MP3 paul sanchez - Wasted Lives & Bluegrass
Original stories by a New Orleans songwriter
16 MP3 Songs in this album (39:50) !
Related styles: FOLK: Gentle, EASY LISTENING: Mature
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Prescription to cure those follow-up blues, as it appeared in The News-Star on Sunday, Aug. 7, 1994.
Wasted Lives and Bluegrass, Paul Sanchez, PSM. Folkie Paul Sanchez -- taking another holiday from his day job as a member of the great loud, kicking and screaming, punkabilly outfit Cowboy Mouth of New Orleans -- doesn''t really retool for his second solo album.
Like Jet Black and Jealous, this record is an airy affair, done mostly solo on guitar. He ruminates on life and love, pain and passion. There''s a lot of cigarette smoking and coffee drinking.
Yet, as with the previous LP, Sanchez just doesn''t have a torrid album to offer.
This simple placidity of "Still in Love" and "I Dreamt" is his greatest strength. He''s no folk protest singer in the mode of Seeger, Guthrie or Dylan; he''s a lover not a fighter.
Strictly speaking, Sanchez has a voice that''s a little too sweet for rock music too. It''s almost Tim Pan Alley in its unforced naivity; almost showy in its easy world-weariness.
What Sanchez does to cure that on "Wasted Lives and Bluegrass" is bring in a harp player named John Herbert, which gives the proceedings a stern, honky tonk feel.
Those great tunes are not as bluesy as they are forcefully, happily hillbilly. They aren''t however, the heart of the matter. (Neither, frankly, is the kind of funny "I Don''t Wanna Rock ''n'' Roll").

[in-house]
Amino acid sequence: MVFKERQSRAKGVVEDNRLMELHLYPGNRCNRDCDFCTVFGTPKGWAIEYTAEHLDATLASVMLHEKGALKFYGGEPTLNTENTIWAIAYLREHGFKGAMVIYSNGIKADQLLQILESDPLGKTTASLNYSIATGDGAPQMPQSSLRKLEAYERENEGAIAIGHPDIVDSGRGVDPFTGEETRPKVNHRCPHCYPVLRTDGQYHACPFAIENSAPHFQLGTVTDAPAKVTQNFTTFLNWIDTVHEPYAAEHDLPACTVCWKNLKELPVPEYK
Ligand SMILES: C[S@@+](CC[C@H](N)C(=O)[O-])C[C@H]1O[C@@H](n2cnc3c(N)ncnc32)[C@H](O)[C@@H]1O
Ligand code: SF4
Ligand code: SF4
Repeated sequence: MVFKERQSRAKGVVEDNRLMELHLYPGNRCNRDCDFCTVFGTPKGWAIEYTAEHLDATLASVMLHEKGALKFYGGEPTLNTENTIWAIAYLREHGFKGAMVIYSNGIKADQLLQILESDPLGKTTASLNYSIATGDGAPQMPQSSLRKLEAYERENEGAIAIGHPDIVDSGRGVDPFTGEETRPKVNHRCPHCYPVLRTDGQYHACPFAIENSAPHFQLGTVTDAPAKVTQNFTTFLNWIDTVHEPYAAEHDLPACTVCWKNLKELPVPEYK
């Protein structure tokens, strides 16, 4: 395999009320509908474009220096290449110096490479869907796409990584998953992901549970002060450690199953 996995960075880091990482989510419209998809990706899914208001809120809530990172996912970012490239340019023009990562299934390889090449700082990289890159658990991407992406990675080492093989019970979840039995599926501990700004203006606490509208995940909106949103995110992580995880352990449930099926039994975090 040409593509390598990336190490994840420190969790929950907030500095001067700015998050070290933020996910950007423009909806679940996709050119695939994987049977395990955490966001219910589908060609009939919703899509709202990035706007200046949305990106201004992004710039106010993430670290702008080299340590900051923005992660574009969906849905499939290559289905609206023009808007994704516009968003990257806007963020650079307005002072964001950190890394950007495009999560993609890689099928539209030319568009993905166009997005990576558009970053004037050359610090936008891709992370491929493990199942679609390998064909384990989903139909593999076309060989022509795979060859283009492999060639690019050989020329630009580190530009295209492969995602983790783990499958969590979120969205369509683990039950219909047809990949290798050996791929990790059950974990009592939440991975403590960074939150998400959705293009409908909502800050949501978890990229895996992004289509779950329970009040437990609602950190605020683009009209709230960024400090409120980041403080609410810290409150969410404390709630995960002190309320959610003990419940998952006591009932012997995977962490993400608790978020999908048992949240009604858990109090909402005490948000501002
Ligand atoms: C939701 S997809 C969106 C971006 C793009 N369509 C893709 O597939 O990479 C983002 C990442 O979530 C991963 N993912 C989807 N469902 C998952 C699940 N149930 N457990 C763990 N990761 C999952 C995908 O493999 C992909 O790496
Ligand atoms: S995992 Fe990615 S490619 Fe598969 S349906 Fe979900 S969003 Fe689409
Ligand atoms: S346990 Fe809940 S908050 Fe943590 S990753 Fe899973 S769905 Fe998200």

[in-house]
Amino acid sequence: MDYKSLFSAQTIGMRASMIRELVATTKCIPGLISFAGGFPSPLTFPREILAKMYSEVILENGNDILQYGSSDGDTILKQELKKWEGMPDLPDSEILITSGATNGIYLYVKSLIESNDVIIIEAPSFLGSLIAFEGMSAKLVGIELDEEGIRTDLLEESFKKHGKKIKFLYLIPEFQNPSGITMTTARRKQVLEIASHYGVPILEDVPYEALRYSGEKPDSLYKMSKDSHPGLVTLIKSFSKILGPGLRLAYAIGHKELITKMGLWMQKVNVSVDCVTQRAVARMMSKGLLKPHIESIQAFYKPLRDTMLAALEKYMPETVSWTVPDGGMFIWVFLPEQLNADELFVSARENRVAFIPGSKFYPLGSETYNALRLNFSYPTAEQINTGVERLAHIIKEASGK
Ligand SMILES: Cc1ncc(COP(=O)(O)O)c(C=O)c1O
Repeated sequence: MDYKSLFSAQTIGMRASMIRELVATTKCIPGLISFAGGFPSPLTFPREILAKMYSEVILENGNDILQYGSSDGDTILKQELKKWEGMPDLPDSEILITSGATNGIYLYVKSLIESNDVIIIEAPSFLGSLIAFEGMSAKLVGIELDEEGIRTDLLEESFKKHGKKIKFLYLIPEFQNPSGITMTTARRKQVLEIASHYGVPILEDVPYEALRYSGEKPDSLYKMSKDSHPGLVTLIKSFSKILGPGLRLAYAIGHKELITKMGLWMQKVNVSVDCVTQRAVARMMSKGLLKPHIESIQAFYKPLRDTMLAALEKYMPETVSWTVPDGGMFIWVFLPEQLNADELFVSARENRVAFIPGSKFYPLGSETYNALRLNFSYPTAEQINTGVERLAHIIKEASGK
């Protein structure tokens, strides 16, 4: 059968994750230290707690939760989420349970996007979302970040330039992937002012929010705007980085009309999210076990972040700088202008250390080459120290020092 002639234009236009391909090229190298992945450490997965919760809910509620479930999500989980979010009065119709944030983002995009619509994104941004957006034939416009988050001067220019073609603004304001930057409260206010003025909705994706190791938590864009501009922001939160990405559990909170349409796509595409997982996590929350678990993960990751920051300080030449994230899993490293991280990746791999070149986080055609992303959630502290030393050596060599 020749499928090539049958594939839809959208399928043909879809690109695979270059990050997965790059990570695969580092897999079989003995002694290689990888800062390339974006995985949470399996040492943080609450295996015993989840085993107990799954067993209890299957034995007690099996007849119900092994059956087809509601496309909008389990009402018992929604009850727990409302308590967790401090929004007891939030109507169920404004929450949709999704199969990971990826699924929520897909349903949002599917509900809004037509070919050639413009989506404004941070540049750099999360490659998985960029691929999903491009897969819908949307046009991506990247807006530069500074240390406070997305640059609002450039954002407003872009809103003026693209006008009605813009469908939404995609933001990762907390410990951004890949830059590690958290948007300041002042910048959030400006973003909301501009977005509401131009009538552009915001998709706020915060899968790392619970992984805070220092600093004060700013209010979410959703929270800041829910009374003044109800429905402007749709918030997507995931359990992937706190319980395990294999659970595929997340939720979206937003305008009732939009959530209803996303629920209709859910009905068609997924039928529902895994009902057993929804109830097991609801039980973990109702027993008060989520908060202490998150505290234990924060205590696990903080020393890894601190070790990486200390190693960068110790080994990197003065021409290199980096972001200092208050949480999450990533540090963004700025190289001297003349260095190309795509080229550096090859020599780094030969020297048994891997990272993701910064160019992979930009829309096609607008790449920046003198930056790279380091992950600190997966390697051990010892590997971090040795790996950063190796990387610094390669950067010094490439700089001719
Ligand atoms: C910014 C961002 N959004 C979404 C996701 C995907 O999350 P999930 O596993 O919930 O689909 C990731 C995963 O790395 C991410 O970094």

It''s those narrative, springy tunes he does alone. Sanchez -- call him a neo-Sammy Cahn, a scruffy Johnny Mercer -- writes lyrics in the most air-tight, unadorned way.
And at his most effective, those tunes are like pennies from heaven.
Taken from Langniappe in The Times-Picayune, January 3, 1997.
Sunday night at Carrollton Station, Paul Sanchez turned in a solo acoustic set full of warmth and humor. The setting was minimalist - a solitary figure with a black acoustic guitar perched on a stool on a tiny stage, alone except for quick guest turns by guitarist Chris Polachek and Better Than Ezra drummer Travis McNabb (who tapped out a beat on a guitar case). The appeal of a Sanchez set lies in his ability to deftly mix uproarious drink-and-sing-alongs like "You Used To Be A Friend of Mine (But I Can''t Stand You Now") and "Irish Boy" with poignant little gems like "Wasted Lives and Bluegrass" and "Jet Black and Jealous" (the title tracks of his two stellar solo albums) that held the packed audience in rapt attention. His tender reading of the old Art Neville hit "All These Things" was a revelation, as was the new darkly seductive "Evil Can Be Lovely." Y''all think I''m doing you a favor, said a beaming Sanchez near the end of the three-hour set, when the audience still refused to let him leave. But you''re doing me a favor.